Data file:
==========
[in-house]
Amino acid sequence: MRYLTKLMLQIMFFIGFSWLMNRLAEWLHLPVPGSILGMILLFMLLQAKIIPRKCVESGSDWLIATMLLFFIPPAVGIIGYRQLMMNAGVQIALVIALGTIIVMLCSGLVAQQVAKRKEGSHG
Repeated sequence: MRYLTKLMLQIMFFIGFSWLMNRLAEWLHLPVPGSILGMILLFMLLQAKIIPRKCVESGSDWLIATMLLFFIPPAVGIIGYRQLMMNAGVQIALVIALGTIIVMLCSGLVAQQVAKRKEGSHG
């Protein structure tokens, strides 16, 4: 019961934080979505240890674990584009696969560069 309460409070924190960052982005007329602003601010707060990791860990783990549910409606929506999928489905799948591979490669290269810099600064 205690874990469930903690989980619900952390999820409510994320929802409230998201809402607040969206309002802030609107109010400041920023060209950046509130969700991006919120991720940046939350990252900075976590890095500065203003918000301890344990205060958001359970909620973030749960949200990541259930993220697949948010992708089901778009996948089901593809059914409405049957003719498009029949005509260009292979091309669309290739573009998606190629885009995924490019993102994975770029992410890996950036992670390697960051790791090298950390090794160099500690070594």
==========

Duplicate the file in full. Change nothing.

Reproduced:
[in-house]
Amino acid sequence: MRYLTKLMLQIMFFIGFSWLMNRLAEWLHLPVPGSILGMILLFMLLQAKIIPRKCVESGSDWLIATMLLFFIPPAVGIIGYRQLMMNAGVQIALVIALGTIIVMLCSGLVAQQVAKRKEGSHG
Repeated sequence: MRYLTKLMLQIMFFIGFSWLMNRLAEWLHLPVPGSILGMILLFMLLQAKIIPRKCVESGSDWLIATMLLFFIPPAVGIIGYRQLMMNAGVQIALVIALGTIIVMLCSGLVAQQVAKRKEGSHG
């Protein structure tokens, strides 16, 4: 019961934080979505240890674990584009696969560069 309460409070924190960052982005007329602003601010707060990791860990783990549910409606929506999928489905799948591979490669290269810099600064 205690874990469930903690989980619900952390999820409510994320929802409230998201809402607040969206309002802030609107109010400041920023060209950046509130969700991006919120991720940046939350990252900075976590890095500065203003918000301890344990205060958001359970909620973030749960949200990541259930993220697949948010992708089901778009996948089901593809059914409405049957003719498009029949005509260009292979091309669309290739573009998606190629885009995924490019993102994975770029992410890996950036992670390697960051790791090298950390090794160099500690070594």